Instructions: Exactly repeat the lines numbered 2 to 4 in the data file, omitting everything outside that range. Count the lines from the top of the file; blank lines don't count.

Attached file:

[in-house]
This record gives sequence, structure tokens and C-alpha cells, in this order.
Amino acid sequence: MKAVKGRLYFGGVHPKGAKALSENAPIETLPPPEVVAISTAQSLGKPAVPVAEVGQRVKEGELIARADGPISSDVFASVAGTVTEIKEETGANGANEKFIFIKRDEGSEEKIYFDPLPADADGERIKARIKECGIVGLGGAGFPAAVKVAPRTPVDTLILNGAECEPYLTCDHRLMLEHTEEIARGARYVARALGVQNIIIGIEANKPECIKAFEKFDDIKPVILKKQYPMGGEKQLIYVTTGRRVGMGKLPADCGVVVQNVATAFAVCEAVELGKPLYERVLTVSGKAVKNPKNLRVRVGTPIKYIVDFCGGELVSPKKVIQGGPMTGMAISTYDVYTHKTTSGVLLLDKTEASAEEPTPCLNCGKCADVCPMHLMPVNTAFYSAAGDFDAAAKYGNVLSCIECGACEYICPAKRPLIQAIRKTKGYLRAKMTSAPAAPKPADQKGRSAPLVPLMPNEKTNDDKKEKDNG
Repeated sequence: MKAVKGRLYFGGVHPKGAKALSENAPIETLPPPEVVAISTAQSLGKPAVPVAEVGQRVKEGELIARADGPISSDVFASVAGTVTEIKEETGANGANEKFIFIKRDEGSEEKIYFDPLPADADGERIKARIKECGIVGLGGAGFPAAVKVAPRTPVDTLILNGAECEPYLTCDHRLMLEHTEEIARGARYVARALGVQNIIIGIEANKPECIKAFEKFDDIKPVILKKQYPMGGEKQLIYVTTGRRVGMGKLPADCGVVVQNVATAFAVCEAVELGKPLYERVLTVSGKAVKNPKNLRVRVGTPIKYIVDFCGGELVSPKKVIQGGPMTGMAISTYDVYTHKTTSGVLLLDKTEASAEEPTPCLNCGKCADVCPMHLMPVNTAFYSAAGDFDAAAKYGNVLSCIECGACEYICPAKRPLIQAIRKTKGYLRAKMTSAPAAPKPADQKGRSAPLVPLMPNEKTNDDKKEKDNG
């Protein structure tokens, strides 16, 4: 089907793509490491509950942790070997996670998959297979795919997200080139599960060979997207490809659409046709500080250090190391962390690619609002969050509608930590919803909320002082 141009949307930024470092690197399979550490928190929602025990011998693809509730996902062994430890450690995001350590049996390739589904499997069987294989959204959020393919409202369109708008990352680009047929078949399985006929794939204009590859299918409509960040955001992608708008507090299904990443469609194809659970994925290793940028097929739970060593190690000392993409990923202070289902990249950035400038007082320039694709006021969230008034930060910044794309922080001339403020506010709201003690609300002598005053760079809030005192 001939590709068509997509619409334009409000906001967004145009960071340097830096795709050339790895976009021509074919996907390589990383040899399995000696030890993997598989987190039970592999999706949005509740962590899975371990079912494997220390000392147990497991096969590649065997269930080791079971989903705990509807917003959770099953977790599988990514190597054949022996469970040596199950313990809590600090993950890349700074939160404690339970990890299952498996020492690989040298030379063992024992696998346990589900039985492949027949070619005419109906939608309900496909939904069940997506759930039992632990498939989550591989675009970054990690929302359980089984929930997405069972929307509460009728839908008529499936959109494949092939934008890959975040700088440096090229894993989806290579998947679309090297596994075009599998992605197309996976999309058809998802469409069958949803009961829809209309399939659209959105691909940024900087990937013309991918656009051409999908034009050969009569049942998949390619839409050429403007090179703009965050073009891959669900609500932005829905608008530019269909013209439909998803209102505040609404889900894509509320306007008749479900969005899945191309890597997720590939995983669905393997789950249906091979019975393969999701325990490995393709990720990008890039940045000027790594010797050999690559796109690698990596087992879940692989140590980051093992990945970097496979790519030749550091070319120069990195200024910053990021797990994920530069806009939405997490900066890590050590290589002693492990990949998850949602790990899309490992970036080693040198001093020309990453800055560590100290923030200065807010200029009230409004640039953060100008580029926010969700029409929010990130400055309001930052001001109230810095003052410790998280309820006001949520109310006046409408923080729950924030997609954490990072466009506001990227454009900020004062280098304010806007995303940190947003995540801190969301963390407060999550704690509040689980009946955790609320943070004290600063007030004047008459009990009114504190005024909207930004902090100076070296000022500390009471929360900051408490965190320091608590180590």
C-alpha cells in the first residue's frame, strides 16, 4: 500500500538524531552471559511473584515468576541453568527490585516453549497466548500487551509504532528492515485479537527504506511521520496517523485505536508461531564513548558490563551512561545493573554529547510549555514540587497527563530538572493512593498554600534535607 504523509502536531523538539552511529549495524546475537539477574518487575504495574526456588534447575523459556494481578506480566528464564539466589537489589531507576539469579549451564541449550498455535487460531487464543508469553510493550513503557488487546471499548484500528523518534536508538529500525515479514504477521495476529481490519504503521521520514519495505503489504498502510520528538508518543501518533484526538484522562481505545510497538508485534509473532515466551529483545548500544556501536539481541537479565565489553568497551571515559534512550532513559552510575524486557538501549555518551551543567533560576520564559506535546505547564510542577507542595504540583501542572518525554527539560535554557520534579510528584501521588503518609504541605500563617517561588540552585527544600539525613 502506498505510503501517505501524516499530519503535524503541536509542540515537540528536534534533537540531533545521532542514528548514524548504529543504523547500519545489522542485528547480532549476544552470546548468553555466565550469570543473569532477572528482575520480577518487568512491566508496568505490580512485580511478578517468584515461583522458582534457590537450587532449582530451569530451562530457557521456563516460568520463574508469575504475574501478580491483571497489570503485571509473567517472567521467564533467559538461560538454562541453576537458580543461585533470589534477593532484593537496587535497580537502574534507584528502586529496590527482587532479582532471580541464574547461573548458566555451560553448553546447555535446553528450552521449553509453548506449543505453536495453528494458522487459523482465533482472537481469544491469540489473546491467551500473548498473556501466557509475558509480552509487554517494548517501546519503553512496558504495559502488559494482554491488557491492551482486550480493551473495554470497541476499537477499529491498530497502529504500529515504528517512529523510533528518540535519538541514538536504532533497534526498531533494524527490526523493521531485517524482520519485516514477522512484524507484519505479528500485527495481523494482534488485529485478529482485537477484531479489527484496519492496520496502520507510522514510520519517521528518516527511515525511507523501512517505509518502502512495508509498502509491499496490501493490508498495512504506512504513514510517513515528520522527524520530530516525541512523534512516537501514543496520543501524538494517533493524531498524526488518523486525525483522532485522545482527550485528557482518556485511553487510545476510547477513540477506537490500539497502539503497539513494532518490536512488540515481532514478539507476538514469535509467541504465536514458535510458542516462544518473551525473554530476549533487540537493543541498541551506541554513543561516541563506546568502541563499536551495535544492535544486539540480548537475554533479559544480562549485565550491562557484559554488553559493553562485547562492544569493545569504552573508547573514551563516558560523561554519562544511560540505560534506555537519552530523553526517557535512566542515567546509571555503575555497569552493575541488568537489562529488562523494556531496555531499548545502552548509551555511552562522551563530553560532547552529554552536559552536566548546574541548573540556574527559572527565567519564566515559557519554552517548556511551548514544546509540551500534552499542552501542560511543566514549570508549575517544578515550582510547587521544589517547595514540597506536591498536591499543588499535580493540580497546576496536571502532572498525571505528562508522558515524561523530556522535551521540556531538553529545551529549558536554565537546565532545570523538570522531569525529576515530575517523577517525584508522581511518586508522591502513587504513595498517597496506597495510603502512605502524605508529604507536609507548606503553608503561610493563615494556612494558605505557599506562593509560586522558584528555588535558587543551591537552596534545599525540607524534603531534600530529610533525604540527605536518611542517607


This record gives sequence, structure tokens and C-alpha cells, in this order.
Amino acid sequence: MKAVKGRLYFGGVHPKGAKALSENAPIETLPPPEVVAISTAQSLGKPAVPVAEVGQRVKEGELIARADGPISSDVFASVAGTVTEIKEETGANGANEKFIFIKRDEGSEEKIYFDPLPADADGERIKARIKECGIVGLGGAGFPAAVKVAPRTPVDTLILNGAECEPYLTCDHRLMLEHTEEIARGARYVARALGVQNIIIGIEANKPECIKAFEKFDDIKPVILKKQYPMGGEKQLIYVTTGRRVGMGKLPADCGVVVQNVATAFAVCEAVELGKPLYERVLTVSGKAVKNPKNLRVRVGTPIKYIVDFCGGELVSPKKVIQGGPMTGMAISTYDVYTHKTTSGVLLLDKTEASAEEPTPCLNCGKCADVCPMHLMPVNTAFYSAAGDFDAAAKYGNVLSCIECGACEYICPAKRPLIQAIRKTKGYLRAKMTSAPAAPKPADQKGRSAPLVPLMPNEKTNDDKKEKDNG
Repeated sequence: MKAVKGRLYFGGVHPKGAKALSENAPIETLPPPEVVAISTAQSLGKPAVPVAEVGQRVKEGELIARADGPISSDVFASVAGTVTEIKEETGANGANEKFIFIKRDEGSEEKIYFDPLPADADGERIKARIKECGIVGLGGAGFPAAVKVAPRTPVDTLILNGAECEPYLTCDHRLMLEHTEEIARGARYVARALGVQNIIIGIEANKPECIKAFEKFDDIKPVILKKQYPMGGEKQLIYVTTGRRVGMGKLPADCGVVVQNVATAFAVCEAVELGKPLYERVLTVSGKAVKNPKNLRVRVGTPIKYIVDFCGGELVSPKKVIQGGPMTGMAISTYDVYTHKTTSGVLLLDKTEASAEEPTPCLNCGKCADVCPMHLMPVNTAFYSAAGDFDAAAKYGNVLSCIECGACEYICPAKRPLIQAIRKTKGYLRAKMTSAPAAPKPADQKGRSAPLVPLMPNEKTNDDKKEKDNG